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The A-Z of incorporating ridesharing in your travel policy

November 19, 2018 / US

Ridesharing has changed how we think about getting around, and that goes for work travel, too. But is your travel policy in the best shape when it comes to when, how, and where your employees can ride?

App-based ridesharing is simply part of the traveler experience in most cities now, just like other options already in your travel policy such as hailing a taxi or calling a car service. Your travelers may not see a difference between the three, but ridesharing apps can offer more options—in terms of flexibility, class of service, expensing, and more.

As a manager of travel, this presents an opportunity to optimize your policy to ensure a smooth and compliant experience. Whether you’re creating a travel policy from scratch or you’re revising a longstanding document, the ridesharing reality needs to be part of your traveler guidelines.

In this blog post, we review key considerations for this new addition to your travel and expense (T&E) policy. We also offer tips for taking advantage of business-friendly features that can help with expenses and improve the overall experience for traveler and travel manager.

While you’re here: download Uber’s free guide to overhauling your travel and expense policy, including sample language and recommendations for every aspect of managed travel. Download now ->

Ridesharing and managed travel: what to consider

Your policy’s purpose should be at the heart of any decision made. What is the main objective of your policy? Is your company trying to control costs, improve compliance, increase traveler satisfaction, or strike the right balance of all 3? Answering that question can help steer your decision-making process.

With your travel policy’s purpose in mind, you can begin to assess key points that your language around ridesharing should address, including:

  • Ride type: The available vehicle types closely mirror flight classes and can be treated similarly in your ride policy. Generally speaking, this means employees can take UberPool, UberX, or UberXL trips like economy class, while Black might be reserved for C-level executives or people traveling with business guests.
  • Eligible trips: Does ridesharing make the most sense for short distances, such as from the hotel to a conference, or to and from the airport? Or can it be used in lieu of a rental car on longer, multi-day trips?
  • Scheduling: Apps like Uber allow you to schedule trips in advance—particularly handy for an early-morning flight. Consider including language that encourages travelers to schedule important or time-sensitive trips in advance, to protect against longer wait times.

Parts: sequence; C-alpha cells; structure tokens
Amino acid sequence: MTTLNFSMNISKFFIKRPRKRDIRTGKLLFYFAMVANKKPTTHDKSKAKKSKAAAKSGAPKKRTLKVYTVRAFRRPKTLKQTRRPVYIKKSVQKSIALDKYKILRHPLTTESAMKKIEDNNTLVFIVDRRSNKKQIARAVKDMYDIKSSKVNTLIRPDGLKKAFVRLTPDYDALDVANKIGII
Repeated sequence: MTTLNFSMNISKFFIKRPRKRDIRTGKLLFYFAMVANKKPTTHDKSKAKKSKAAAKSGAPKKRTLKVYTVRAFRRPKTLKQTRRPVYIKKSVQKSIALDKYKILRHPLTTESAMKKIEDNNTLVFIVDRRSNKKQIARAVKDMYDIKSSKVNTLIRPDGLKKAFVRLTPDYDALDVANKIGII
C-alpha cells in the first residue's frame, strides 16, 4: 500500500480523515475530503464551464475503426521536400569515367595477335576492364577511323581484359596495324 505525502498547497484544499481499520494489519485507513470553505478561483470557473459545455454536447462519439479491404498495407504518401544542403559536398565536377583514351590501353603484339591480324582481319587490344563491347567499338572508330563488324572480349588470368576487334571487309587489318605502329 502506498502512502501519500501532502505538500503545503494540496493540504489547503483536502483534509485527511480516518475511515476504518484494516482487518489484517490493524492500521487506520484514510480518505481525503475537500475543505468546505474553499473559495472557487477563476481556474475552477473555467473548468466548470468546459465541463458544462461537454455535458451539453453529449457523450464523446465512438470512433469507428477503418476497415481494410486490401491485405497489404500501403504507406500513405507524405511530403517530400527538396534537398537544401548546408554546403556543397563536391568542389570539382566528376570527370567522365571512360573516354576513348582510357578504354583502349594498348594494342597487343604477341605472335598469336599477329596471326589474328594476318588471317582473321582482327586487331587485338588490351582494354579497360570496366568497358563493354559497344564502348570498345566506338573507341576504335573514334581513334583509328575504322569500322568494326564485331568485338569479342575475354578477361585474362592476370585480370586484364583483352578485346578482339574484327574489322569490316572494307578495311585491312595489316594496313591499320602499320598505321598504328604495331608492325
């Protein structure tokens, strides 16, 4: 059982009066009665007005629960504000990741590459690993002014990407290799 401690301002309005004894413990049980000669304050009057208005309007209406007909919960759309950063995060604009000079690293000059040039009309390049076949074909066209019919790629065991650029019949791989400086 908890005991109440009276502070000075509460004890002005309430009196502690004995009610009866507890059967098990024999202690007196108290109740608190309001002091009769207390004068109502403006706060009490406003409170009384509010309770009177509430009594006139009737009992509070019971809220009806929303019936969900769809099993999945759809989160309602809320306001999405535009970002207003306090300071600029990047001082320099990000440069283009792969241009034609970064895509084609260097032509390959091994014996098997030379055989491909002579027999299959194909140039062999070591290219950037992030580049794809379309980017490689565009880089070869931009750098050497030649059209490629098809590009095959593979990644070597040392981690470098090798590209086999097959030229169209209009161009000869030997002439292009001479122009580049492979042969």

• Sharing: If a group of employees is traveling together, you may consider prompting them to share a ride with more seats, with the most senior person in the group responsible for expensing the trip.

Not just for rides: using app tools for smoother expensing

Harnessing the full power of ridesharing apps doesn’t stop at simplifying the physical trip process for employees. It can also mean far easier expensing and tracking—music to the ears of travelers and managers alike.

As you set your new rules about ride types and trip eligibility, consider some of these other features that can accompany business-level integration (like Uber for Business), including:

  • Business profiles: Determine whether travelers are required to create a business profile to keep work and personal rides separate. With a business profile, travelers can keep tabs on the purpose of each trip, without needing to create a new account just for work. Admins can also set requirements for expense codes and other controls.
  • Expense integrations: Uber for Business offers direct integration with a number of expense reporting platforms. Not only does this eliminate the need to tally paper receipts, but it also ensures accuracy on your expense reports from the get-go.
  • Central billing: Travelers can skip the reimbursement process altogether and charge their trips to one organization-wide payment method, reducing the need for employee reimbursement while still providing trip-level visibility for the travel management team.

Summing up

While ridesharing comes increasingly naturally to travelers, it still needs to be formally addressed in your travel policy. Ride classes, trip eligibility, and cost all need proper guidelines to help your traveler make the best decisions on the road. A lack of formal policy could also mean that you’re inadvertently excluding extra features that could smooth your expensing and reimbursement process.

Whether you’re exploring your first travel policy or revising your current one, Uber for Business’s free guide can direct that process, including assistance on ridesharing.

Download your copy today.